Property settlement

"Owning a home is a keystone of wealth…both financial affluence and emotional security."
- Suze Orman

At Shanahan Family Law we understand how much time and effort has gone into building and acquiring assets.

We make a detailed assessment of each party’s financial position, the length of the relationship in terms of contributions both financial as well as non-financial contributions like parenting and homemaker.

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Property settlement

The court must first determine what assets, liabilities and financial resources are to be considered in determining the property division. In essence a list of everything that you and your partner own is created. It does not matter if your home is registered in your name or your partner’s name.

If you own it or part of it, it all goes on the list. This is also the case for debts and other liabilities. The court will also take the value of each of the assets as at the date you reach agreement or the date that you appear for a trial – not the date that you separated. This is very important as the value of your property you own changes over time.

Secondly, the court looks at the different contributions you each made during your relationship. There are many different types of contributions such as:

  • Financial contributions such as income or assets that you or your partner brought into the relationship.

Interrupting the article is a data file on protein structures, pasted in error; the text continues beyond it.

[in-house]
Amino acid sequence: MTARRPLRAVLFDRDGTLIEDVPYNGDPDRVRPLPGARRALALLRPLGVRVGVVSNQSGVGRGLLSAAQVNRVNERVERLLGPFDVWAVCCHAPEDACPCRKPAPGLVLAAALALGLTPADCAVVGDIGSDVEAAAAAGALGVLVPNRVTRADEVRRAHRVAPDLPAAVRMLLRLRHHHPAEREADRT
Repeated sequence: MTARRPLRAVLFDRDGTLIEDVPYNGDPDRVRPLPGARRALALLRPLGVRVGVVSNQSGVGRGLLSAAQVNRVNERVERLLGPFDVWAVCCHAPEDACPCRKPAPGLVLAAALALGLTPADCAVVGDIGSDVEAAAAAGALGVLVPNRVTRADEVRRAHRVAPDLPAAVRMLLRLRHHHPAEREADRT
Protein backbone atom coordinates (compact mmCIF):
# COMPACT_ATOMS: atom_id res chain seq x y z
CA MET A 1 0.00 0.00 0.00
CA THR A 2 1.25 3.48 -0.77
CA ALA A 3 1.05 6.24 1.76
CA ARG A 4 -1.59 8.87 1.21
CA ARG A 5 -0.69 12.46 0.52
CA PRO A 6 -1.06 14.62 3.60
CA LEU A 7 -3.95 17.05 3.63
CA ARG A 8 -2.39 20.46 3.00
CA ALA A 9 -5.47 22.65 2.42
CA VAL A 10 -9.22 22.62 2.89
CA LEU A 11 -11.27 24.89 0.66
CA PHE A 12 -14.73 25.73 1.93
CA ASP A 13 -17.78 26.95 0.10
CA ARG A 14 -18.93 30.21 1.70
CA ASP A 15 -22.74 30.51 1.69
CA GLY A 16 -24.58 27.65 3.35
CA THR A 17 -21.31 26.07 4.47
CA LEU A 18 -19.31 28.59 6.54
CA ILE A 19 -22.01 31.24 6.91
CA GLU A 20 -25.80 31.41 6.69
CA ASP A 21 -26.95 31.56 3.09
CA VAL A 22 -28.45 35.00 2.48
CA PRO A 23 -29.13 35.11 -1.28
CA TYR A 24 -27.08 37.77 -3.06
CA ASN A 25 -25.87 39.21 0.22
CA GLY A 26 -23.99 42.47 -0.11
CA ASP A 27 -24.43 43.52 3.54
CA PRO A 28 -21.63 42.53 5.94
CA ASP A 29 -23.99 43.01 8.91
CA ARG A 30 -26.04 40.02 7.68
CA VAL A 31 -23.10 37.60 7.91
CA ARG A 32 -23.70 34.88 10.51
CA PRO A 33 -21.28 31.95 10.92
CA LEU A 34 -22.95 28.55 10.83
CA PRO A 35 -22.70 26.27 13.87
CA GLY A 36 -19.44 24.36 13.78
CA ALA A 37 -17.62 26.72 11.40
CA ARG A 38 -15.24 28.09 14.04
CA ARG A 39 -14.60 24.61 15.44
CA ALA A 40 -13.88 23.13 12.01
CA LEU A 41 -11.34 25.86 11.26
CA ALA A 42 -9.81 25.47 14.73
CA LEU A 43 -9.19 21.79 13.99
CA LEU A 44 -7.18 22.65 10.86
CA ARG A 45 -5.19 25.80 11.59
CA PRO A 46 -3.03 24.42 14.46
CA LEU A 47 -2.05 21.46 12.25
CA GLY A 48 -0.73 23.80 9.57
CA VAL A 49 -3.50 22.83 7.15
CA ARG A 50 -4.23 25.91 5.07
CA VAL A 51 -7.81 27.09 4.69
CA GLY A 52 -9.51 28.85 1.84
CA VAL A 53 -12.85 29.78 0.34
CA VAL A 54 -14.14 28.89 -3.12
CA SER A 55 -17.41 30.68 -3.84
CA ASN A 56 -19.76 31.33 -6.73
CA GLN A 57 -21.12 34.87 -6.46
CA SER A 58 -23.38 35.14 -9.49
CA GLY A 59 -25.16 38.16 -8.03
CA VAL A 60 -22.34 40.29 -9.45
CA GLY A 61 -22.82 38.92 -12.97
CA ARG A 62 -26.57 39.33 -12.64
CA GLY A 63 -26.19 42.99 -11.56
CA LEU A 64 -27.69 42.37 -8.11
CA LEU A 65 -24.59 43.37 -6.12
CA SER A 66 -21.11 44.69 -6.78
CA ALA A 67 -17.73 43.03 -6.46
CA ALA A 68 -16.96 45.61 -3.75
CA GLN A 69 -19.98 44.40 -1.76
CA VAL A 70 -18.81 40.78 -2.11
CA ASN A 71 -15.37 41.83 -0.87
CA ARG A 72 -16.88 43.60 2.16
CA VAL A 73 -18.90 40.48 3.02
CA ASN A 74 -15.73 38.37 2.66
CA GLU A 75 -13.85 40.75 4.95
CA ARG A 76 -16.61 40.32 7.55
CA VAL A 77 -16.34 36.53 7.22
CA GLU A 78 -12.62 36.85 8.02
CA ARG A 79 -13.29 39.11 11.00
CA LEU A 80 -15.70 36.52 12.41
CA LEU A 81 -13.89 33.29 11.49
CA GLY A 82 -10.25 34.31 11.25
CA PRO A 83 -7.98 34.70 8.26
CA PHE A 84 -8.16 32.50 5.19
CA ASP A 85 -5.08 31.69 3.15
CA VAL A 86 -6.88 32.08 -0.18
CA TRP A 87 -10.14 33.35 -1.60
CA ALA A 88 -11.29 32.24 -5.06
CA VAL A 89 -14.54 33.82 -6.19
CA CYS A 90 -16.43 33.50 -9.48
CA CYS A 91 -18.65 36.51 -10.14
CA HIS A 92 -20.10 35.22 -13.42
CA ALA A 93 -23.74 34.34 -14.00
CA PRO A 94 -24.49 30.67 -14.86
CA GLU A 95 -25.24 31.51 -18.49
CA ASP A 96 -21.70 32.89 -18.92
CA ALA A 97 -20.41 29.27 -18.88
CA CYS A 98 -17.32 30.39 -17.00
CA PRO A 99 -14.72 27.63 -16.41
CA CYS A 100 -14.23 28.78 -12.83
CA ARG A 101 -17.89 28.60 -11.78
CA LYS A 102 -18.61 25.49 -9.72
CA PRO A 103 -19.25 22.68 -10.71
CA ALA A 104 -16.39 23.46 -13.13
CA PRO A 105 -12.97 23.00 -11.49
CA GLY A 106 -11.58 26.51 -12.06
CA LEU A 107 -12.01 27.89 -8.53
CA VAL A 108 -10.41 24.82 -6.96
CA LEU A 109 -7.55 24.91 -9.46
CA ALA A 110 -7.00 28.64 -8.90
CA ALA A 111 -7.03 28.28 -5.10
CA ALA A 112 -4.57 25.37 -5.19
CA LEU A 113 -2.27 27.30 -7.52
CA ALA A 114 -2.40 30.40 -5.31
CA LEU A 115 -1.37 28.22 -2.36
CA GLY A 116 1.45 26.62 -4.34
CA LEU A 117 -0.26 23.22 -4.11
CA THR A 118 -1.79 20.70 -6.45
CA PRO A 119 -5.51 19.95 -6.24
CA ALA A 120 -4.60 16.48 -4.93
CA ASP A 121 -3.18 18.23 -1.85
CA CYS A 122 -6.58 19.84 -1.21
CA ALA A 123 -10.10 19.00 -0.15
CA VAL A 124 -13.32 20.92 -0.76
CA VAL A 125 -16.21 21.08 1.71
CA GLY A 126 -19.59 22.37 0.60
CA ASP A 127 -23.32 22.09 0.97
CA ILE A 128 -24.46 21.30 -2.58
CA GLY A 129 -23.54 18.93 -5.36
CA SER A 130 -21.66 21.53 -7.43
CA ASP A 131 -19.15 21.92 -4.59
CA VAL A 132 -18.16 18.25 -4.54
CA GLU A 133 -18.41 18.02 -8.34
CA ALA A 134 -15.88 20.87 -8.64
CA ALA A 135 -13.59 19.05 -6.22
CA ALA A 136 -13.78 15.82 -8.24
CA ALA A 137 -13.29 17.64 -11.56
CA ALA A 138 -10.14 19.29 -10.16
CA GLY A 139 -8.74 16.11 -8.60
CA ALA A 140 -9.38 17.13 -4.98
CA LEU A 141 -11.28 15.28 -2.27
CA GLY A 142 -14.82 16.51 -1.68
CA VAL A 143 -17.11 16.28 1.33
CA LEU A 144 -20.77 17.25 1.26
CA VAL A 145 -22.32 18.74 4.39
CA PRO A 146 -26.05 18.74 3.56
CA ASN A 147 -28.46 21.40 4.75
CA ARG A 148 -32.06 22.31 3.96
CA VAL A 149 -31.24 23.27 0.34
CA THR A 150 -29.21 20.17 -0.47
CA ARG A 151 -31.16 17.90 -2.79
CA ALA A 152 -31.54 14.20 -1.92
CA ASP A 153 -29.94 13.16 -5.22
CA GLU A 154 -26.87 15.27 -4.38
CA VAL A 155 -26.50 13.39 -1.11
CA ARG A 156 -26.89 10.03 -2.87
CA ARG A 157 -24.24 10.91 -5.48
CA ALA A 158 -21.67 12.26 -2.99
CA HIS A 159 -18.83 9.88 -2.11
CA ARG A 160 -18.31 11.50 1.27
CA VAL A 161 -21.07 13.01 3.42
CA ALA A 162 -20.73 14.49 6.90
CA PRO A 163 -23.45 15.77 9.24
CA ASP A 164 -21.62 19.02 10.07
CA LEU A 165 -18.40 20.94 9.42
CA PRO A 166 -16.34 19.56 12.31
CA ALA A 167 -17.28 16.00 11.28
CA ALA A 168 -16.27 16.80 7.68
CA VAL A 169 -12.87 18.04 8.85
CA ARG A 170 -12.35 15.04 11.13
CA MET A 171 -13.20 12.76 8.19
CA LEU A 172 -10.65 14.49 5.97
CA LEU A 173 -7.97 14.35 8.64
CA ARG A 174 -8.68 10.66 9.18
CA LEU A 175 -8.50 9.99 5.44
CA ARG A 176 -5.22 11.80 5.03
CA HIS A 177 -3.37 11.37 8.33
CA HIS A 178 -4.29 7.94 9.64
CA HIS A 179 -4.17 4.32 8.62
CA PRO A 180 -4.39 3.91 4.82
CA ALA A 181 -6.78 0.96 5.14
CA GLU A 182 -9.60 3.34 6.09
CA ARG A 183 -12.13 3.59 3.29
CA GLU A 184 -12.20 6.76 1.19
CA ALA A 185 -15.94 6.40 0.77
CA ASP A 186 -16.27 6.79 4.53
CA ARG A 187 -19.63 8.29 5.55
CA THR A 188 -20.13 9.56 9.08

• Non-financial contributions such as unpaid work in a family business or an owner builder undertaking to do renovations to property
  • Contributions to the welfare of the family such as the day to day running of the household and care of children.

Each relationship is made up of very different contributions and it is for this reason that the court will look at each relationship on its own facts. There is no hard and fast rule.

Shanahan Family Law Property Settlement Considerations

After the court has looked at how you got the property, it then considers matters such as:

  • The age and state of health of each party
  • Your children, their age, their needs and who will be caring for them
  • Your income, your partner’s income and how this may be affected after the property settlement
  • The effect that the relationship has had on you or your partner’s ability to earn an income and obtain employment
  • Any other matters the court considers relevant

After weighing up contributions and all the other factors that are relevant to your case the court will come to a decision about how your property should be divided between you.

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